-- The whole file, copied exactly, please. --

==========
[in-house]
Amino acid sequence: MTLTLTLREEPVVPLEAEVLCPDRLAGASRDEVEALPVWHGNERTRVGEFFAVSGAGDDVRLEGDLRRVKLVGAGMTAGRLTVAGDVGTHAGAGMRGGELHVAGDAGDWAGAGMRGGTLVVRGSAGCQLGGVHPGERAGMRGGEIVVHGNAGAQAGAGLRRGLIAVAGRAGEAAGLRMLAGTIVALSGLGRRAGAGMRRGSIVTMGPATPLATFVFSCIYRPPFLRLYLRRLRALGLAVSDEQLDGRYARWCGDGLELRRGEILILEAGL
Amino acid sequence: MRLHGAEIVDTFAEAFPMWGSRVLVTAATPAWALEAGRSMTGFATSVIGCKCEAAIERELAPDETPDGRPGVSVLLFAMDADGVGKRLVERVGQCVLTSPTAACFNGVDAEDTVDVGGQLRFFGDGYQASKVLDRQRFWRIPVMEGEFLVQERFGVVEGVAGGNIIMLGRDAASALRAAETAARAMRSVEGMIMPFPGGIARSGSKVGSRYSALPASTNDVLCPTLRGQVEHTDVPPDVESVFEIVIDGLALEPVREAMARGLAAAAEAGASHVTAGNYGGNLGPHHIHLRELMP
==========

[in-house]
Amino acid sequence: MTLTLTLREEPVVPLEAEVLCPDRLAGASRDEVEALPVWHGNERTRVGEFFAVSGAGDDVRLEGDLRRVKLVGAGMTAGRLTVAGDVGTHAGAGMRGGELHVAGDAGDWAGAGMRGGTLVVRGSAGCQLGGVHPGERAGMRGGEIVVHGNAGAQAGAGLRRGLIAVAGRAGEAAGLRMLAGTIVALSGLGRRAGAGMRRGSIVTMGPATPLATFVFSCIYRPPFLRLYLRRLRALGLAVSDEQLDGRYARWCGDGLELRRGEILILEAGL
Amino acid sequence: MRLHGAEIVDTFAEAFPMWGSRVLVTAATPAWALEAGRSMTGFATSVIGCKCEAAIERELAPDETPDGRPGVSVLLFAMDADGVGKRLVERVGQCVLTSPTAACFNGVDAEDTVDVGGQLRFFGDGYQASKVLDRQRFWRIPVMEGEFLVQERFGVVEGVAGGNIIMLGRDAASALRAAETAARAMRSVEGMIMPFPGGIARSGSKVGSRYSALPASTNDVLCPTLRGQVEHTDVPPDVESVFEIVIDGLALEPVREAMARGLAAAAEAGASHVTAGNYGGNLGPHHIHLRELMP